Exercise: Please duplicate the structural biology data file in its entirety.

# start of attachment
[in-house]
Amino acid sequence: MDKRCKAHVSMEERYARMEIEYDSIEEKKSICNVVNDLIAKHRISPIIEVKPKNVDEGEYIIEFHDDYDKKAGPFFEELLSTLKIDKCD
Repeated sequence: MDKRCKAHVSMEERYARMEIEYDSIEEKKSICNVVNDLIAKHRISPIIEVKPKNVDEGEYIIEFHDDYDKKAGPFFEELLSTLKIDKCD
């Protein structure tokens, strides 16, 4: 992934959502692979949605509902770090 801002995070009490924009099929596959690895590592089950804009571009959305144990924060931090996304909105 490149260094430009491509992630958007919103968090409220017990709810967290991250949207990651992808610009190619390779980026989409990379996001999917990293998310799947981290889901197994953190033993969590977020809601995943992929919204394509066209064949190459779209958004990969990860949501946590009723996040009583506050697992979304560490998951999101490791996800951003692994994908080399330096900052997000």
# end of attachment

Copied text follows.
[in-house]
Amino acid sequence: MDKRCKAHVSMEERYARMEIEYDSIEEKKSICNVVNDLIAKHRISPIIEVKPKNVDEGEYIIEFHDDYDKKAGPFFEELLSTLKIDKCD
Repeated sequence: MDKRCKAHVSMEERYARMEIEYDSIEEKKSICNVVNDLIAKHRISPIIEVKPKNVDEGEYIIEFHDDYDKKAGPFFEELLSTLKIDKCD
């Protein structure tokens, strides 16, 4: 992934959502692979949605509902770090 801002995070009490924009099929596959690895590592089950804009571009959305144990924060931090996304909105 490149260094430009491509992630958007919103968090409220017990709810967290991250949207990651992808610009190619390779980026989409990379996001999917990293998310799947981290889901197994953190033993969590977020809601995943992929919204394509066209064949190459779209958004990969990860949501946590009723996040009583506050697992979304560490998951999101490791996800951003692994994908080399330096900052997000």